Richard Pfau, the first jockey to win 100 Arabian races at Los Alamitos, and Richard Sklar, a self-described professional gambler who said that he has been betting on horses since he was 16, have been charged in U.S. District Court with fixing two Arabian races at the Orange County track.
Sklar, 44, has pleaded guilty to the charge of bribery to influence a sporting contest. He is free on $5,000 bond but said Thursday that his sentencing is scheduled for September. The maximum penalties would be five years in prison and a $250,000 fine.
Pfau, 34, reportedly will enter a plea later this month. He is currently riding at the mixed-breed meeting at Los Alamitos, where he is tied for fifth place in the thoroughbred standings. He could not be reached for comment.
Spokesmen for the FBI and other federal agencies would not comment about the Pfau and Sklar cases, and also declined comment about whether other races are involved in the investigation. The California Horse Racing Board said that it did not believe race-fixing at Los Alamitos was widespread.
But a horseman at the track, asking that his name not be used, said that trainers and other jockeys could be involved.
Pfau and Sklar are reportedly linked to two Arabian races at Los Alamitos on Sept. 28, 1995. There was a pick-six carry-over of $81,000 that night, a large amount for Los Alamitos.
"Let me tell you something," Sklar said Thursday, "I bet a $6,000 [pick-six] ticket that night, and I didn't hit it."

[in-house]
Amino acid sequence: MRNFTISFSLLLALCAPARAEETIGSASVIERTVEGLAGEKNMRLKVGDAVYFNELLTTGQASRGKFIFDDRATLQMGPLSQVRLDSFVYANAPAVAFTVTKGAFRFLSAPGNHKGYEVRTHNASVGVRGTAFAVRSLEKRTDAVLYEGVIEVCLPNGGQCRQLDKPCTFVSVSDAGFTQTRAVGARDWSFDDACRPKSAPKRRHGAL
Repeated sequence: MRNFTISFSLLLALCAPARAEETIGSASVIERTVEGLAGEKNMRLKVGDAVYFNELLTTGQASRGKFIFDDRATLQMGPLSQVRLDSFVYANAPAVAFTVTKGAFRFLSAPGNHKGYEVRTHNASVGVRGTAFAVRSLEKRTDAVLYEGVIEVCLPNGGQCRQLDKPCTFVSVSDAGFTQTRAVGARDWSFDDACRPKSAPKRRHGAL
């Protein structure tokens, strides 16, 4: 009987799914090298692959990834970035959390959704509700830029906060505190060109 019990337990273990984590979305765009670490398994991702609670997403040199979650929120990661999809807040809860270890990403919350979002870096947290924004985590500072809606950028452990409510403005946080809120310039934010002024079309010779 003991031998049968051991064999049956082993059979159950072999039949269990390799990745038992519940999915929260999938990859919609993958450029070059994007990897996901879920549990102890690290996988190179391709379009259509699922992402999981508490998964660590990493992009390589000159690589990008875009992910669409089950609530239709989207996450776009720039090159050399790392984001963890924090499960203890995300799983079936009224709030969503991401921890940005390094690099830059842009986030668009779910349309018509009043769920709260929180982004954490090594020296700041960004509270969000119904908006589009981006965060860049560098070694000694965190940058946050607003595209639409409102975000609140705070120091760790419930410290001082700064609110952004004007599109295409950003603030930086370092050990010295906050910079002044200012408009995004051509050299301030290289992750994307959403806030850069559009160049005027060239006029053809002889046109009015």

In one Arabian race, Pfau rode Expresss, the even-money favorite, to a fourth-place finish. In another, Pfau's mount, Dawwyuria, who went off at 7-5, finished third and was disqualified to fourth because of interference. No tickets on the pick six had six winners, and four tickets with five winners were worth $5,271 apiece.
Sklar, who lives in Northridge, has been banned from California tracks since 1993, when he was excluded from the Del Mar off-track betting facility after allegedly obtaining $2,000 in betting vouchers by illegal means. State records show that Sklar has been ejected from other off-track sites three times since then.
In 1991, Sklar was with Bobby Unger when Unger was fatally shot in front of a Century Boulevard hotel, not far from Hollywood Park. Unger, a Newport Beach sales executive, had won $72,000 at the track hours before he was shot twice in the chest as he parked his gold Jaguar.
Track officials said Unger had drawn attention to himself by collecting his winnings in cash and was the victim of a robbery attempt.
Sklar, contemptuous of the racing establishment, said during a telephone interview: "The California Horse Racing Board should kiss the ground that gamblers like me walk on. Instead they give us a rough time. And the [Thoroughbred Racing Protective Bureau] is useless. They couldn't protect the fly on the tail of one horse."
The TRPB, a subsidiary of the Thoroughbred Racing Assns., provides security at most of the country's major tracks.
Sklar wouldn't discuss details of the races in question at Los Alamitos.
"I've got a chance to make a lot of money if I sell my story to one of these TV shows," Sklar said. "And not only that, I've been asked by the government not to talk about it. I don't know how anybody knows any of this. All of this was supposed to be sealed."
Pfau won his 100th Arabian race at Los Alamitos in 1994. A few years ago, he was described as "the most intense rider in the jocks' room."
Last year, he finished eighth in the overall standings at Los Alamitos, winning 64 races. He won 22 Arabian races, finishing fourth nationally for that breed.
Purses for Arabian horses are small compared to those for other breeds. Pfau's 171 Arabian mounts in 1996 produced $169,201 in purses.